And 200 years ago, not everyone had the ability, skill, or desire to move to the city and just jump into manufacturing. 50 years ago not everyone had the ability, skill, or desire to just jump into operating the new electronic machines.
Skill? Most manufacturing jobs were deliberately reduced to easily repeatable steps that an average below high school educated person could accomplish. Just the sort of jobs to fit hordes of ill educated farmhands. Hardly the same as expecting someone to jump from a repetitive GED level job into college level computer engineering skill.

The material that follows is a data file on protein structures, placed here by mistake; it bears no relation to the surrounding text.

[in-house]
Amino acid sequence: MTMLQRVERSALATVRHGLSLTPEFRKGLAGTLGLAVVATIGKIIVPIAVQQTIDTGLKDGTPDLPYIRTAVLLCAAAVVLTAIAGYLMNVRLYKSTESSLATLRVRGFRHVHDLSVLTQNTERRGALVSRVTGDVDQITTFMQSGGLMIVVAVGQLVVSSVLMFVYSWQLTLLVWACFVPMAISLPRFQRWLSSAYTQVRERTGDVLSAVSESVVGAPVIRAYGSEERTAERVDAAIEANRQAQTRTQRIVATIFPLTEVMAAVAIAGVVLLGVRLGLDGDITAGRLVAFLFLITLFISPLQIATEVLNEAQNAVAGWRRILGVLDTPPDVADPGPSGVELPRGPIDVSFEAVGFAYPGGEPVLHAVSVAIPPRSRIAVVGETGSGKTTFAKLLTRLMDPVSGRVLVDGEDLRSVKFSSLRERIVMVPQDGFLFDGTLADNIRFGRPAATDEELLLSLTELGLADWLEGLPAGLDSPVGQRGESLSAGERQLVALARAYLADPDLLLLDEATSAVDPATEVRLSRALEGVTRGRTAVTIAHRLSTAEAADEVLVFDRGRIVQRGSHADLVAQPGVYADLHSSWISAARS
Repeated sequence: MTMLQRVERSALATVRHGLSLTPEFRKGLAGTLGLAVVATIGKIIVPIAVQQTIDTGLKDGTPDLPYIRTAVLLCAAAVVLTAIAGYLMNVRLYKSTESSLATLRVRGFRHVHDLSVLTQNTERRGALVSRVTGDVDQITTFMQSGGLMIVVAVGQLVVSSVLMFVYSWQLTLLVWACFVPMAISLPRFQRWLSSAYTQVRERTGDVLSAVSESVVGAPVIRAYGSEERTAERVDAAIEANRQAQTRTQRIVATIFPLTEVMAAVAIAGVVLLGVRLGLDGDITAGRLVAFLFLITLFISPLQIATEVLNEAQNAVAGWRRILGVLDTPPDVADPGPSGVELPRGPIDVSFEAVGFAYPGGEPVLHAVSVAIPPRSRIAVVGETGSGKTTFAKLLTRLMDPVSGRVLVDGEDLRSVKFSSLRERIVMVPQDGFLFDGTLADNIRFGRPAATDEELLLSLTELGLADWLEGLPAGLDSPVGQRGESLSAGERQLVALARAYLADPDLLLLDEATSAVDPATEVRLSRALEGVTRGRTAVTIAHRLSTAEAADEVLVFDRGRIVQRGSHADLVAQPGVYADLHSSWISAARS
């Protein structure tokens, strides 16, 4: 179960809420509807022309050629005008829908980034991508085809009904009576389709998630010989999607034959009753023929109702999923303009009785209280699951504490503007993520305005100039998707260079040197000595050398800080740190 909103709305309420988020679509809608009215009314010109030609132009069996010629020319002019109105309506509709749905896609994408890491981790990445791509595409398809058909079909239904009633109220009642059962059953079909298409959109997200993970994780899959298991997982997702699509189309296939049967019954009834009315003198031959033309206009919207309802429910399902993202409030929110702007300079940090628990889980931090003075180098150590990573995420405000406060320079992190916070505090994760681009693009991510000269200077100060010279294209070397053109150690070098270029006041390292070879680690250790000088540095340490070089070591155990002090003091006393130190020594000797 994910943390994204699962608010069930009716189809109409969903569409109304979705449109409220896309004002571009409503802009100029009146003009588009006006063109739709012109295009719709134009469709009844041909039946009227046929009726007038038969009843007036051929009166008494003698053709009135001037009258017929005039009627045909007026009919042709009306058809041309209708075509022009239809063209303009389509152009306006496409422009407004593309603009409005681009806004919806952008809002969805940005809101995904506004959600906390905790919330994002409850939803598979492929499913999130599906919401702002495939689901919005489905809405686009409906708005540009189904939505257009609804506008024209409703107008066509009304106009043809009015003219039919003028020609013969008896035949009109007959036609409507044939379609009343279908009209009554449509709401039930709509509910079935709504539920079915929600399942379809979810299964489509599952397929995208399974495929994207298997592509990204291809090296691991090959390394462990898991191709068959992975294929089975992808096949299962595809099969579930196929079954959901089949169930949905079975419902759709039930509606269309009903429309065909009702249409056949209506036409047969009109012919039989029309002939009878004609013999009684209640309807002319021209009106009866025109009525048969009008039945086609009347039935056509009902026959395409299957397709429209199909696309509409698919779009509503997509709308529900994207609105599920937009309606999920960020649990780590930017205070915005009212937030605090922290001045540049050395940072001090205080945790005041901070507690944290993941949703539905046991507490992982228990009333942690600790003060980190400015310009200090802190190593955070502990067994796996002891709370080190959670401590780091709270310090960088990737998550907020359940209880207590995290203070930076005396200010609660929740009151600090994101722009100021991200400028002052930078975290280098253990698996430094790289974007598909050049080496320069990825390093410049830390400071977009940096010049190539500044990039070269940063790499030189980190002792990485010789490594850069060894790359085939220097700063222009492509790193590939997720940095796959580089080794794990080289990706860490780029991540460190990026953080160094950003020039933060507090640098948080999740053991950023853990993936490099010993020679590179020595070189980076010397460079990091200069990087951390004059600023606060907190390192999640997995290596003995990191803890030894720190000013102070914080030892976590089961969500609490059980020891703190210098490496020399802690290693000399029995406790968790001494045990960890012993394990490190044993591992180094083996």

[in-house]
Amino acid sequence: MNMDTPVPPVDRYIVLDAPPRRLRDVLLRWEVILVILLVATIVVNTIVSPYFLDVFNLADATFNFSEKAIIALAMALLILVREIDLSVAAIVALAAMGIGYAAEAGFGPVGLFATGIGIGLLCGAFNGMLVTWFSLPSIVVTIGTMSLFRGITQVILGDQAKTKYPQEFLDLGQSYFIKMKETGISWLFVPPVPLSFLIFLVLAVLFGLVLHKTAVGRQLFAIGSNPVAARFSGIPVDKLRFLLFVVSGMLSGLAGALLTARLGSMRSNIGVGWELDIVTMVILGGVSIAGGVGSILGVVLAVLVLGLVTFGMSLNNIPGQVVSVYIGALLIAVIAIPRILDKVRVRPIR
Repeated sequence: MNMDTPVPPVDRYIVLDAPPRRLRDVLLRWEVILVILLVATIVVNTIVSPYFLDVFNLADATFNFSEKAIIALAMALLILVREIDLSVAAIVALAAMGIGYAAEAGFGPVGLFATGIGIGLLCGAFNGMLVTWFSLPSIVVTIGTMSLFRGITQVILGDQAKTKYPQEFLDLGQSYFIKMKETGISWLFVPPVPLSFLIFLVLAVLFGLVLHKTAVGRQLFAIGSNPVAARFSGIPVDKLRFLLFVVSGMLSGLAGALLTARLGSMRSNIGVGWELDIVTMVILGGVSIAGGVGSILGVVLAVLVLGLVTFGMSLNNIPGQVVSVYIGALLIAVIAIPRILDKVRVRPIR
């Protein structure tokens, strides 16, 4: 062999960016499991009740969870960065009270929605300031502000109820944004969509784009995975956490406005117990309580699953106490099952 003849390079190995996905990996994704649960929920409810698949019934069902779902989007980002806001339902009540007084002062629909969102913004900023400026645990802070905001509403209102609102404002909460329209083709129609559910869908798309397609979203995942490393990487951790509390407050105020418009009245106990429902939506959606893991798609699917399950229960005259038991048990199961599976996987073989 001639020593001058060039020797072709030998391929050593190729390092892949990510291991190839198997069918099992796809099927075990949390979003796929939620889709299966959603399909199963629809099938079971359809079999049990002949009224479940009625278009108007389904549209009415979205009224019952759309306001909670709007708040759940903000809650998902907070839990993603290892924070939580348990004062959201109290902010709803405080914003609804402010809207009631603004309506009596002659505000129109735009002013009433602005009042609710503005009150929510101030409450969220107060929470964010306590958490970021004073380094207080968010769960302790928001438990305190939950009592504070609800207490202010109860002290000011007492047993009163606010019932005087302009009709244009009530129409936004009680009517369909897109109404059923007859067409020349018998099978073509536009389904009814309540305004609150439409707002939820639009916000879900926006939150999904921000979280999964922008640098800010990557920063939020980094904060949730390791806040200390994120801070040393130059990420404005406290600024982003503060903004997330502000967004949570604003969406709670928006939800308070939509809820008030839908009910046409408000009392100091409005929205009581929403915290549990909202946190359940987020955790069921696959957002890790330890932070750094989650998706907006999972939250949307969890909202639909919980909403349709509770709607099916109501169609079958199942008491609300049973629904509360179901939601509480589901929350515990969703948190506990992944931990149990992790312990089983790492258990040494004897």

That's quite the point. When people no longer had to pick the cotton (making raw cotton less expensive), they could instead work making things with the cotton, a higher paying job. When the looms were automated (making textile products less expensive), people moved again to higher paying jobs. As the factories were automated, even less skilled people moved into office jobs - data entry, secretaries, customer service, etc. As secretarial, data entry, etc. was automated (making data-centered tasks less expensive), the entire information economy was created.
"Some" people moved up. The majority have shifted into whatever part-time McJob they can find to try to make ends meet.